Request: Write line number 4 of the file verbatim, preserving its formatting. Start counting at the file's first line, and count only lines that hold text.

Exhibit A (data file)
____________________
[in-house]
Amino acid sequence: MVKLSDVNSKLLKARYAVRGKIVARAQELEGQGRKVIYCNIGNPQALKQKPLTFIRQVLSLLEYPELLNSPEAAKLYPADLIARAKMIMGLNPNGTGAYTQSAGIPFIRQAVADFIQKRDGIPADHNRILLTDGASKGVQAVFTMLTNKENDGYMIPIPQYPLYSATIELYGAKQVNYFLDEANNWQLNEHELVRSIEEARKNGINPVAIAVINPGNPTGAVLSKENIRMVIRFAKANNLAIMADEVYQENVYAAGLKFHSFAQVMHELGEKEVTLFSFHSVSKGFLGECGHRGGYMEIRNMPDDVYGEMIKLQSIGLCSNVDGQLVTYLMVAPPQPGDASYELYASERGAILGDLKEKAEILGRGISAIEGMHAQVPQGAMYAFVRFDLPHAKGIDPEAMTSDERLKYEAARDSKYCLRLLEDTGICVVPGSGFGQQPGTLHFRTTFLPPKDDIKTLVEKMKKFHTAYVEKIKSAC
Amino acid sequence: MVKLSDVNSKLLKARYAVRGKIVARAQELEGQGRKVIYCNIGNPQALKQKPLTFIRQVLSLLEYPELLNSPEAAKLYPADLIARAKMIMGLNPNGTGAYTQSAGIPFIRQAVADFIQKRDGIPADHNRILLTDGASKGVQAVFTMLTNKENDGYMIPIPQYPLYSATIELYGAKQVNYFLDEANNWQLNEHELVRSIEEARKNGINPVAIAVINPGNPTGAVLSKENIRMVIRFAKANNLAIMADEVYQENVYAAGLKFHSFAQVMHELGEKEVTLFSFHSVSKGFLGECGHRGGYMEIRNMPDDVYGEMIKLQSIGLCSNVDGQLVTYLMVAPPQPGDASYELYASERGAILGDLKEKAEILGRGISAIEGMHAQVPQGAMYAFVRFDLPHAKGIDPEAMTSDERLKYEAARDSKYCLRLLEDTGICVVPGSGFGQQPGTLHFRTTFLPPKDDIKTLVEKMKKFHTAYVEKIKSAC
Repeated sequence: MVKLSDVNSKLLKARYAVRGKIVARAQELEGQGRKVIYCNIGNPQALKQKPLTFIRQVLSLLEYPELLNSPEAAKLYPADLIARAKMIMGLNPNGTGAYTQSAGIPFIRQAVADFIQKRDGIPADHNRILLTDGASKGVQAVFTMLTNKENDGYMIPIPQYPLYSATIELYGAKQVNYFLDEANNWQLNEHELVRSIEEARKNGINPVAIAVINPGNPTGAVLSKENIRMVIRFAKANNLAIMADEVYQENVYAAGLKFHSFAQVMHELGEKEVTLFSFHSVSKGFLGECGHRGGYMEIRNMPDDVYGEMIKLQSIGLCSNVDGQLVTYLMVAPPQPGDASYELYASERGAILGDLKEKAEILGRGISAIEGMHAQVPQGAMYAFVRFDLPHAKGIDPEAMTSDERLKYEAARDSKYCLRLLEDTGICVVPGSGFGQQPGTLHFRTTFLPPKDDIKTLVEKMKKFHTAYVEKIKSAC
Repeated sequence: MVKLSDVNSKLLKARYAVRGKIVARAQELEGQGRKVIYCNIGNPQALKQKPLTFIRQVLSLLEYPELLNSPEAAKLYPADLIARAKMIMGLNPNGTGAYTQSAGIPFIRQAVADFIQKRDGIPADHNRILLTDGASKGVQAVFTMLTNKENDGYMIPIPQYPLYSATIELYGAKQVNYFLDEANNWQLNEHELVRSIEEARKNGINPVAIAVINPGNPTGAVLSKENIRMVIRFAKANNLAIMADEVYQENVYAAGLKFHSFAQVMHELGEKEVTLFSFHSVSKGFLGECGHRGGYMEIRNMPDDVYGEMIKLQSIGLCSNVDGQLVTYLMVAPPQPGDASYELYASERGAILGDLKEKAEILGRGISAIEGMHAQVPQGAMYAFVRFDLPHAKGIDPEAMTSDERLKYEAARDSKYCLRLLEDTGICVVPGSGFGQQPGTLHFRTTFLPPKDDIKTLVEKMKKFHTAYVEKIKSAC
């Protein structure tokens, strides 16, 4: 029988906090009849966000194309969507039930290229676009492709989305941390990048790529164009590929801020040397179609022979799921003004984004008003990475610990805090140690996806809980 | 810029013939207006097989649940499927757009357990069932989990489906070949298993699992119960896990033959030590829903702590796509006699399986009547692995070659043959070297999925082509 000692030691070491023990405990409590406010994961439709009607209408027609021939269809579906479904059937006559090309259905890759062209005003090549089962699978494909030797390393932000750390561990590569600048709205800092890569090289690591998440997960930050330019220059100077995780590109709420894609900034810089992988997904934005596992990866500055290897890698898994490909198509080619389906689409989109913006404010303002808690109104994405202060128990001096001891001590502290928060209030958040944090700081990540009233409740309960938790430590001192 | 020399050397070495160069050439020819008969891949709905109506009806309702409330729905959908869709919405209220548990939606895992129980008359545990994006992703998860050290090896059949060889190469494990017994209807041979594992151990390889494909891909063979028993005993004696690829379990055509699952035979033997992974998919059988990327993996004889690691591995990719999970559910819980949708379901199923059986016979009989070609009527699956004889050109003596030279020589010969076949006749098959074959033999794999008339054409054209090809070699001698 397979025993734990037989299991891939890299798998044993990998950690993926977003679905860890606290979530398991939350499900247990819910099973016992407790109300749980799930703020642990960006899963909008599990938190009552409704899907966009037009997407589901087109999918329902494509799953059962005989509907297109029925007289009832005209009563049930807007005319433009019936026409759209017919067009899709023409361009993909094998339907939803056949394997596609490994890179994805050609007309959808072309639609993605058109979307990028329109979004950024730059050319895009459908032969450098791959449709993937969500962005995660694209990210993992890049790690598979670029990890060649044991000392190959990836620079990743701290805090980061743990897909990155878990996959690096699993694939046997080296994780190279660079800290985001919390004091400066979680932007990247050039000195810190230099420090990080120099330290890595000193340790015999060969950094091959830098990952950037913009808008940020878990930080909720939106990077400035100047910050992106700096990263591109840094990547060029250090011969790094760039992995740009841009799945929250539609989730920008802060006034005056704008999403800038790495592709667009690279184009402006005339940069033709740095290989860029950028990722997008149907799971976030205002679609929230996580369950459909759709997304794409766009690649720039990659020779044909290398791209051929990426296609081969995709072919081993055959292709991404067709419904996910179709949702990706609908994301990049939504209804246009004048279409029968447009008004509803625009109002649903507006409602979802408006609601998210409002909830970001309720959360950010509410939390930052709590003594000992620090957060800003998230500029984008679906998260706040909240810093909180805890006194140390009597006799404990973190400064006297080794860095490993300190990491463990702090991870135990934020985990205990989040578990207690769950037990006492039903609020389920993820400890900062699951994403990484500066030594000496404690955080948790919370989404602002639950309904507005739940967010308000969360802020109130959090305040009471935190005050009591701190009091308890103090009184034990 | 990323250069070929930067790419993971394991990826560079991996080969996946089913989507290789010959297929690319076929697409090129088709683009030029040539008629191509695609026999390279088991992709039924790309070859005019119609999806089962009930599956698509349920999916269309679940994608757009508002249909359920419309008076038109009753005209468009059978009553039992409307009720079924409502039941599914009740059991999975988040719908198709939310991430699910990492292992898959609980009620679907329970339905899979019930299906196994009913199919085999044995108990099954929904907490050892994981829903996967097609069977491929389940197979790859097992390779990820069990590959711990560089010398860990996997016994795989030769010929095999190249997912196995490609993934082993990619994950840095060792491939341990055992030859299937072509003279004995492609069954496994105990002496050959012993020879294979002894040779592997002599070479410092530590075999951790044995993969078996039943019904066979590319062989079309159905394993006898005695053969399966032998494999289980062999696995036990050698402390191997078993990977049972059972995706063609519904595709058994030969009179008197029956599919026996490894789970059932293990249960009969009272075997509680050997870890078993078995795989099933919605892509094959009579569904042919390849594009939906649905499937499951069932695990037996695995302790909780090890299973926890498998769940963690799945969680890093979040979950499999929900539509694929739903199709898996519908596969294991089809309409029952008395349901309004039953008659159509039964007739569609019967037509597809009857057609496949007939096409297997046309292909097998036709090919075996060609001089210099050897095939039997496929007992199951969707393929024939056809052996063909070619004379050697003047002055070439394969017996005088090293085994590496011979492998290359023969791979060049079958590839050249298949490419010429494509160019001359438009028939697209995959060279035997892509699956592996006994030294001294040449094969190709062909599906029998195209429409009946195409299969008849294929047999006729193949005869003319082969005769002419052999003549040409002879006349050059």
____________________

Repeated sequence: MVKLSDVNSKLLKARYAVRGKIVARAQELEGQGRKVIYCNIGNPQALKQKPLTFIRQVLSLLEYPELLNSPEAAKLYPADLIARAKMIMGLNPNGTGAYTQSAGIPFIRQAVADFIQKRDGIPADHNRILLTDGASKGVQAVFTMLTNKENDGYMIPIPQYPLYSATIELYGAKQVNYFLDEANNWQLNEHELVRSIEEARKNGINPVAIAVINPGNPTGAVLSKENIRMVIRFAKANNLAIMADEVYQENVYAAGLKFHSFAQVMHELGEKEVTLFSFHSVSKGFLGECGHRGGYMEIRNMPDDVYGEMIKLQSIGLCSNVDGQLVTYLMVAPPQPGDASYELYASERGAILGDLKEKAEILGRGISAIEGMHAQVPQGAMYAFVRFDLPHAKGIDPEAMTSDERLKYEAARDSKYCLRLLEDTGICVVPGSGFGQQPGTLHFRTTFLPPKDDIKTLVEKMKKFHTAYVEKIKSAC